The Scottish Lord Macbeth, chooses evil as the way to fulfill his ambition for power. He commits regicide to become King, and then furthers his moral descent with a reign of murderous ...
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When he is pulled up in court for selling stuff on the street, Horace Pope says he was only doing it while waiting to enlist. The judge calls his bluff and forces him to sign up. Pope makes... See full summary »
A small time thief is recruited by a mobster to help with the racketeering. He doesn't like the job, but with the mob on his back, a femme fatale in his bed and a sick friend to care for, he will have to keep all his wits about him.
Tyrannical, but ailing, tycoon Charles Richmond becomes very fond of his attractive Italian nurse, Maria. The nurse, in turn, falls in love with Charles' ne'er-do-well nephew Anthony, who plots ways to gain control of his uncle's fortune.
The Scottish Lord Macbeth, chooses evil as the way to fulfill his ambition for power. He commits regicide to become King, and then furthers his moral descent with a reign of murderous terror to stay in power, eventually plunging the country into civil war. In the end, he loses everything that gives meaning and purpose to his life before losing his life itself.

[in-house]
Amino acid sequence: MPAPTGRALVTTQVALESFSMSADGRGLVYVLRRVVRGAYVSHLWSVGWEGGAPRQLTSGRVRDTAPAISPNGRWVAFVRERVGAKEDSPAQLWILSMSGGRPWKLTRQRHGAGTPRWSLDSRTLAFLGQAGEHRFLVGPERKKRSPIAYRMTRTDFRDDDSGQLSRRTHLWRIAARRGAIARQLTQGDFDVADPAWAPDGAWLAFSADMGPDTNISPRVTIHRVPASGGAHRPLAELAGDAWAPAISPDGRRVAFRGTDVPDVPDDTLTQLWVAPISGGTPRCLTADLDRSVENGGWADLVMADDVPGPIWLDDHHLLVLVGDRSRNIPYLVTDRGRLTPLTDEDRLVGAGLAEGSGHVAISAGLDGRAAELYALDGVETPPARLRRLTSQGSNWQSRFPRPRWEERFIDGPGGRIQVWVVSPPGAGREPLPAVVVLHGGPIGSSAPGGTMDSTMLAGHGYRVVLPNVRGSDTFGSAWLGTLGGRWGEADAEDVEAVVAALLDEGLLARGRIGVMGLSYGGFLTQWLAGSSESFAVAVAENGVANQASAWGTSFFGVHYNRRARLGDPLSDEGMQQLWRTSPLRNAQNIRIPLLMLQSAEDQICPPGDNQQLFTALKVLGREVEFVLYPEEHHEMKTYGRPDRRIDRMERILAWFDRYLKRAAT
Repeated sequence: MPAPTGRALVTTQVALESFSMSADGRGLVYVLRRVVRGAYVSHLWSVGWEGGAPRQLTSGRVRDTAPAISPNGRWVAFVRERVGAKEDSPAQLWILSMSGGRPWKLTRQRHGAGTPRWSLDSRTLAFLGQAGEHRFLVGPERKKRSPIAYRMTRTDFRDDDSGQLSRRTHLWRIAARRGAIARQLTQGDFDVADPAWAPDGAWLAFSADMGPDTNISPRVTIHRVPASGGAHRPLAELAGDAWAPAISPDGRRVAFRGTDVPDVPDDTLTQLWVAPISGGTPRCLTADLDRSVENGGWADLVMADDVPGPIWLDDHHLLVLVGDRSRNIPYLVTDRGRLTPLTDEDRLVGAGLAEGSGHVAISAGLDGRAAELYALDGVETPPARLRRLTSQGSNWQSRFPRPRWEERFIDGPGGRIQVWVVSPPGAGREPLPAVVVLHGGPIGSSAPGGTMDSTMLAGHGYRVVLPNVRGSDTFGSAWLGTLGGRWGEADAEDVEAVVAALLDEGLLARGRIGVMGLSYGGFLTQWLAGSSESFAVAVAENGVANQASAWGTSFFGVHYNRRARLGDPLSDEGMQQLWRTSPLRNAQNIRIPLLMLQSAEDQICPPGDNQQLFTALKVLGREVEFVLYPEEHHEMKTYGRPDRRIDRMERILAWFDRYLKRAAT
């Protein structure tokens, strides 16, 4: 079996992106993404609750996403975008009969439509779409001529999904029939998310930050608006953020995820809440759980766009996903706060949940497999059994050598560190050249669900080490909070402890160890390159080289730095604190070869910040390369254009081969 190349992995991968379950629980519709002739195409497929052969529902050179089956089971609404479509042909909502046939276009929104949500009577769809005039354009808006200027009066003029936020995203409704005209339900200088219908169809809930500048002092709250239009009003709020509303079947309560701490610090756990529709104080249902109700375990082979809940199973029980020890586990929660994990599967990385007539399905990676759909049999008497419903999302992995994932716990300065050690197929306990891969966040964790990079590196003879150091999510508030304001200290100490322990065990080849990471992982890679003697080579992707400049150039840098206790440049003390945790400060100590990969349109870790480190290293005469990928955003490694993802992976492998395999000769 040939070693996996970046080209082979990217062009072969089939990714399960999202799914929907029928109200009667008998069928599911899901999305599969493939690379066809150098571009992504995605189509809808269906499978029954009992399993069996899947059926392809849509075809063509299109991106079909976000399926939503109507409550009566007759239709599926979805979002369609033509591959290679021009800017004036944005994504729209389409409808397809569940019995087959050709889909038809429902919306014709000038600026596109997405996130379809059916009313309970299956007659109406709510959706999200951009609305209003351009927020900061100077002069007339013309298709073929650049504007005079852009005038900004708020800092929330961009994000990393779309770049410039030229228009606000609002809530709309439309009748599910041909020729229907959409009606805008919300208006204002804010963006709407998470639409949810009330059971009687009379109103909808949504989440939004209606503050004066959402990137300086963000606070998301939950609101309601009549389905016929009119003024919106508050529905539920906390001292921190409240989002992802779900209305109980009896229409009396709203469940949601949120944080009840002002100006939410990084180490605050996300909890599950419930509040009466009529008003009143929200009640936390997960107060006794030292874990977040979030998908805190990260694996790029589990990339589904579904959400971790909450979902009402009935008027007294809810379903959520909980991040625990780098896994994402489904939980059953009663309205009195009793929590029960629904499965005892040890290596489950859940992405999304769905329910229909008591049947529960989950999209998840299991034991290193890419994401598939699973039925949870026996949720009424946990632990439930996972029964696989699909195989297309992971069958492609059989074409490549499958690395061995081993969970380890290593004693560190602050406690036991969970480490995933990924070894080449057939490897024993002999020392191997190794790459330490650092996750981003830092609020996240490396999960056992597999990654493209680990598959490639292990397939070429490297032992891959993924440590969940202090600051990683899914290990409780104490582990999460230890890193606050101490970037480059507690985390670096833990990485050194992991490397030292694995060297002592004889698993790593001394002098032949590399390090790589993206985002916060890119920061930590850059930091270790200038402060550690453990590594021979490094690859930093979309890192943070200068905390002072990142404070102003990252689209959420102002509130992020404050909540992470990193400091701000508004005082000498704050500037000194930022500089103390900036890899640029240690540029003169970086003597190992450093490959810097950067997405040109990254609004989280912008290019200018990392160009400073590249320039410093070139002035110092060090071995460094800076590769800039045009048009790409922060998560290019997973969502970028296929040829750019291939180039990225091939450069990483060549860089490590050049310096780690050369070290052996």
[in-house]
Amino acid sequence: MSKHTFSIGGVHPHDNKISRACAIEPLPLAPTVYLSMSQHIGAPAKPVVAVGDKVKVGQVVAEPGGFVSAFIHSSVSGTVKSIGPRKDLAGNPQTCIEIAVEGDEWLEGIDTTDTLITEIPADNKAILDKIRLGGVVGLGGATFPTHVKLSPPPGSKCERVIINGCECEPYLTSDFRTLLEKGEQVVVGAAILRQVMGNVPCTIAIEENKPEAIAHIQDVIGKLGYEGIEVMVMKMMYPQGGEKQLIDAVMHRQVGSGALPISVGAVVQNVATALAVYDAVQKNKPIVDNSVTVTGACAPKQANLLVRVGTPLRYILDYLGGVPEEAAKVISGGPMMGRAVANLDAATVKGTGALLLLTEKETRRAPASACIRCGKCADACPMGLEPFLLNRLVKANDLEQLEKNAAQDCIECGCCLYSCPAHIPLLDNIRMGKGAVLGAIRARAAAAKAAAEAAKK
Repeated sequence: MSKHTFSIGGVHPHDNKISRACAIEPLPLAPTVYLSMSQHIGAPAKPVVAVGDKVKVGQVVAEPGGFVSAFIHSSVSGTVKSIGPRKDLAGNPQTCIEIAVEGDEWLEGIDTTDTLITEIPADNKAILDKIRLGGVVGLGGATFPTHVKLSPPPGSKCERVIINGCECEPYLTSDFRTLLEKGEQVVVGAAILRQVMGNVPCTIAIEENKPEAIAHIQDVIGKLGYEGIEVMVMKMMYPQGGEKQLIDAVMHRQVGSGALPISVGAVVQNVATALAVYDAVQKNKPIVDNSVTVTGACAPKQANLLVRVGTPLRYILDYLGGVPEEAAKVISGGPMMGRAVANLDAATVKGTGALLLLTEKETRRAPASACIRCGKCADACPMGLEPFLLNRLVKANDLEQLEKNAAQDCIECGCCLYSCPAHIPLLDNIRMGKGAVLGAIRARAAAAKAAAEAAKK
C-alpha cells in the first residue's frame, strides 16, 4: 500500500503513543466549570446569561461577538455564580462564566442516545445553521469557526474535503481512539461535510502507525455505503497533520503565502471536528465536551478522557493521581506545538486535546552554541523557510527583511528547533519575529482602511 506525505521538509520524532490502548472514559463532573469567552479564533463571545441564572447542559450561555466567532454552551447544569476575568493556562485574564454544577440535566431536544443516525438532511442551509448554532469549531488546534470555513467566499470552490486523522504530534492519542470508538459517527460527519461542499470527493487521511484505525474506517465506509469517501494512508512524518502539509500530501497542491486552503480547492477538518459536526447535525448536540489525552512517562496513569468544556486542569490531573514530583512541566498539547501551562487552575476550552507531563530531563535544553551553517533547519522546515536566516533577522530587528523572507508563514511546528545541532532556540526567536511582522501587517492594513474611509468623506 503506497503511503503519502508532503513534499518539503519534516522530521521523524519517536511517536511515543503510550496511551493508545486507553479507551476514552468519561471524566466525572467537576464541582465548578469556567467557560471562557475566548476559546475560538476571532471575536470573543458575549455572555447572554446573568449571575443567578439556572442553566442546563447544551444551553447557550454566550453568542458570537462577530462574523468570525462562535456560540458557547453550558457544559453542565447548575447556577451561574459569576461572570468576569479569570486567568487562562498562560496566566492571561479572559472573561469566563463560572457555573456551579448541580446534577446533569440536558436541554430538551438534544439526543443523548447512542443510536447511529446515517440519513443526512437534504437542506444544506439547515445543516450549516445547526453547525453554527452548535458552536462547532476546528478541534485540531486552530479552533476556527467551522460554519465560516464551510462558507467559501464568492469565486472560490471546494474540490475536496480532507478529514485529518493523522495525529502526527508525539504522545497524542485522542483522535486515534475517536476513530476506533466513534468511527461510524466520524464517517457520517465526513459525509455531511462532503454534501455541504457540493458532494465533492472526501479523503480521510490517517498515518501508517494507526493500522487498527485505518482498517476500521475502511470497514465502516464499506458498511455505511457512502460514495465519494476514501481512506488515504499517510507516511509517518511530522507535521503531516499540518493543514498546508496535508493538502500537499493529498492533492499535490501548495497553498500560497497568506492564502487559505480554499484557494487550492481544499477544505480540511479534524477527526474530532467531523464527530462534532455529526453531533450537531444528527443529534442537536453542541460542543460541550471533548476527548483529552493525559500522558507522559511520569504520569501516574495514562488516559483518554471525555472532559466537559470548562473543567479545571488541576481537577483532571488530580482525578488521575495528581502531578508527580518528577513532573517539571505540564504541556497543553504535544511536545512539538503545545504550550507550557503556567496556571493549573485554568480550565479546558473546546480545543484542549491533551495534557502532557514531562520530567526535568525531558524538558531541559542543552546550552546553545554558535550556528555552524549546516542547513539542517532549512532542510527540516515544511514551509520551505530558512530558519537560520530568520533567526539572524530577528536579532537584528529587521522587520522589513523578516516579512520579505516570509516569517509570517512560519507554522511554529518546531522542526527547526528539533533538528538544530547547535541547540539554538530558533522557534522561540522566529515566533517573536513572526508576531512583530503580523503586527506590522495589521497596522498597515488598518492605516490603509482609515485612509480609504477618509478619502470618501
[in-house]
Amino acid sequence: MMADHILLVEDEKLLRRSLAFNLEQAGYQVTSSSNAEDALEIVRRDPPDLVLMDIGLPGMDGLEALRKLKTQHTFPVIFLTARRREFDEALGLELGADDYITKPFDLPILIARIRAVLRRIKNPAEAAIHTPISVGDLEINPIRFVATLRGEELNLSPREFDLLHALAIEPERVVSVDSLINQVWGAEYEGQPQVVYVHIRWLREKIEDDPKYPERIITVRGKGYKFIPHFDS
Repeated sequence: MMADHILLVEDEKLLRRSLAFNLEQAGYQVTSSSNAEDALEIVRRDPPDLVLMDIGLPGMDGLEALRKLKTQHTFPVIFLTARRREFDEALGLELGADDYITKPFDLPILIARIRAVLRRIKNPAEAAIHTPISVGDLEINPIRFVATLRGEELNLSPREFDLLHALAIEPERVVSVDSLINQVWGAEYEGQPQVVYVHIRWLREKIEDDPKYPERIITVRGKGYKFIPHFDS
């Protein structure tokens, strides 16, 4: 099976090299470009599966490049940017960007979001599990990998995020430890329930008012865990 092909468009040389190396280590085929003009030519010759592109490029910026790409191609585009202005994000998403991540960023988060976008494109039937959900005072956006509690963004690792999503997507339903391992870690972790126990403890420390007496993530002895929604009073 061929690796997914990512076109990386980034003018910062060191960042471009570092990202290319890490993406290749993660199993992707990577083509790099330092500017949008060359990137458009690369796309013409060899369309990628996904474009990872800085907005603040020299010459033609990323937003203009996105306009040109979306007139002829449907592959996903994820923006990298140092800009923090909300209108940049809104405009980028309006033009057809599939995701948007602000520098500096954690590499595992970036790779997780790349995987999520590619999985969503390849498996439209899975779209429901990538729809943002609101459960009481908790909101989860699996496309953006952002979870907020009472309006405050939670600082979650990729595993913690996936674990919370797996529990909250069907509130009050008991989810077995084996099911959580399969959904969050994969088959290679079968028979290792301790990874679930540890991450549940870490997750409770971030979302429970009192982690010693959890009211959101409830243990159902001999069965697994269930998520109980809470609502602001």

I suppose for a Scot MacBeth is the role you want to have a chance to play. And for someone like Sean Connery who has never kept his Scottish nationalist feelings a secret this must have been the break of a lifetime.
For an artist yes, but Connery would wait another year before he got the career break to make him an international star as 007 James Bond in Dr. No.
This was done for British television in 1961 and for those of us on this side of the pond British television was about a decade behind what US television was looking like in 1961. It's a good thing that mists are a part of Scotland lore because it allows for the production to be done on the cheap. It looks a lot like Orson Welles's version of MacBeth done for Republic under the penny pinching restraints that Herbert J. Yates put on Welles.
Of course Connery was not an international star hardly at this point. He had mostly done supporting roles on the big screen, most notably in Darby O'Gill And The Little People.
His interpretation of MacBeth is not something acclaimed. It's adequate. I don't ever recall Connery in his long career ever expressing a desire to do the classics. Maybe he had his fill here.
This MacBeth is a curiosity. It's also one cut down version from the original play. Connery is good, nothing more.
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